By Wakanene Kamau
1 Broadway, New York, NY 10004. Take the 6, transfer to the 4 at Grand Central and get off at Bowling Green. That seemed easy enough, even to someone from the cornfields of Ohio. But before I get ahead of myself, it would probably be helpful to give some background as to how I ended up in New York City this winter break. I spent this past summer working full time in a molecular biology research lab. I had always imagined myself having a career in research science however, after spending forty hours a week for eleven weeks at the lab bench; I realized the traditional science route was not for me. So I began exploring other career paths that allowed for me to be involved in the scientific community without actually conducting research.
In this search I came across the field of patent law. It seemed like the perfect alternative to lab work, I would be able to indulge my interest in science without the tedium and repetitiveness of research. I wanted to learn more about the field beyond what I could find online or in career brochures but didn’t know how to go about doing that. Enter the University of Chicago. In the rush of RSO fairs, SLMs and placement tests that is O-Week I decided to go to a career fair and ended up signing onto the Chicago Careers in Law list host. In the following weeks I would skim over the emails hoping to see anything related to patent law or intellectual property law. Towards the end of October I became aware of the Alumni Board of Governors externship program specifically for 1st and 2nd years and there happened to be an alumnus in patent law looking for externs. It was exactly the kind of opportunity I was looking for, so I applied for the program and two weeks later was accepted.
The firm I “externed” in was Kenyon & Kenyon LLP, a law firm specializing in intellectual property law, at their headquarters in New York City. The alumnus I shadowed practiced in the patent litigation arm of the firm in cases dealing with biotechnology companies. While I was there I was able to try my hand in both the technical and legal sides of patent litigation. Each of the three days I was at the firm was radically different from the next. The first day I spent mainly researching the history of the case I was assigned online and familiarizing myself with the type of technology used. The second day I spent mostly reading old Organic Chemistry textbooks and cross-referencing them with FDA record books on approved drugs similar to the one involved in a separate case. The third and final day was spent looking through legal references to find past cases similar to the ones the firm was currently trying.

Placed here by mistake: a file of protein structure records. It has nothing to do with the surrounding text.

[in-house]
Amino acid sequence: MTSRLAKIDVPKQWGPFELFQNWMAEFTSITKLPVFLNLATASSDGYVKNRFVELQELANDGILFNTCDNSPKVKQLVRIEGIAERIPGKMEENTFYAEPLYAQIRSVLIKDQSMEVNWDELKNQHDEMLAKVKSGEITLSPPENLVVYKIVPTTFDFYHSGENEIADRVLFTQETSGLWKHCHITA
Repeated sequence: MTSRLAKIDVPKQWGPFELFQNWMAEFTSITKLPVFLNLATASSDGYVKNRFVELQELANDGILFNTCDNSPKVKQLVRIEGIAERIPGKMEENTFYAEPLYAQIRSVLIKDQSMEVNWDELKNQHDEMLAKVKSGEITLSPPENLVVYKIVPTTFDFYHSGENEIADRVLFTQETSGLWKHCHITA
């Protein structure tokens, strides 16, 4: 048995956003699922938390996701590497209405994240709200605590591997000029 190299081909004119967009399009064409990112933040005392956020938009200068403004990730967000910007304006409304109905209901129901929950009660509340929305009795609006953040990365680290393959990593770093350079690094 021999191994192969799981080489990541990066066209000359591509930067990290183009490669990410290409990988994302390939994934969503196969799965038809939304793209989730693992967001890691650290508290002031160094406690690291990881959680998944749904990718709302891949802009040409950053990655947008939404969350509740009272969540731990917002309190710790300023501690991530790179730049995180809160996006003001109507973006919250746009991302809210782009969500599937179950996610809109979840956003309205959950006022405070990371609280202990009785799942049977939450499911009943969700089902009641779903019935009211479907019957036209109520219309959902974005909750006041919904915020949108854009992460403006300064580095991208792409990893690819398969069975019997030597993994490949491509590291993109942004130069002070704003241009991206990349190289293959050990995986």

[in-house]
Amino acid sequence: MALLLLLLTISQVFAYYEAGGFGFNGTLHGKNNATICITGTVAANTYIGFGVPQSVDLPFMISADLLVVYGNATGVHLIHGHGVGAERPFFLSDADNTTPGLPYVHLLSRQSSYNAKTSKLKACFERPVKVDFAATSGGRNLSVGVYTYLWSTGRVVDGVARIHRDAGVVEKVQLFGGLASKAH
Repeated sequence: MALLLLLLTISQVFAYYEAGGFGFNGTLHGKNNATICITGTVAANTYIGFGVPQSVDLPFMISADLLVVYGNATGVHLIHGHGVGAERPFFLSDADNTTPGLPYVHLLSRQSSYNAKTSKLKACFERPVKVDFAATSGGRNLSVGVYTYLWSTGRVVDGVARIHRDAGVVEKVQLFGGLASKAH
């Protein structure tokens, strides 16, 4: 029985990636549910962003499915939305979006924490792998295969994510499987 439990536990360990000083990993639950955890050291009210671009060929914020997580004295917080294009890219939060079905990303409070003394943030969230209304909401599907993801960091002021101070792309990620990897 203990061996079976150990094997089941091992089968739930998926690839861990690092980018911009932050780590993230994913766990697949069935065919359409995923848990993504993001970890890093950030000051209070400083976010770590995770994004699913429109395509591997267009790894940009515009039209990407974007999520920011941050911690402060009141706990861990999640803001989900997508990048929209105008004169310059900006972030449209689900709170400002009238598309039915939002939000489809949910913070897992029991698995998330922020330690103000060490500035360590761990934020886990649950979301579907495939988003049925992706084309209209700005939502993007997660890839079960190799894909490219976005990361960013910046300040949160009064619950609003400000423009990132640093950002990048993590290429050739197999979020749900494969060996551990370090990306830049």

I found the experience especially valuable because it gave me the chance to see, first-hand, a career path that I might not have considered otherwise. I’ve always had a penchant for science and only recently came to realize there was a market in the legal world for people with science backgrounds. Being able to actually visit this kind of specialized law firm gave me the ability to see if I liked the work as well as talk to other people about their career paths leading to patent law. I had a wonderful experience and certainly the externship made me seriously consider pursuing a career in patent law, much more so than I had previously. I would definitely recommend this sort of experience to others students. It’s one thing to read about some career or job in a brochure or online second-hand, it’s a complete other thing to actually experience the work for a few days; it allows for the opportunity to be immersed in a field of study. It was also reassuring, since externs are paired with an alumnus of the university, to see that people do make it out of the university all right.
Wakanene Kamau is a First Year in the College majoring in Biological Chemistry.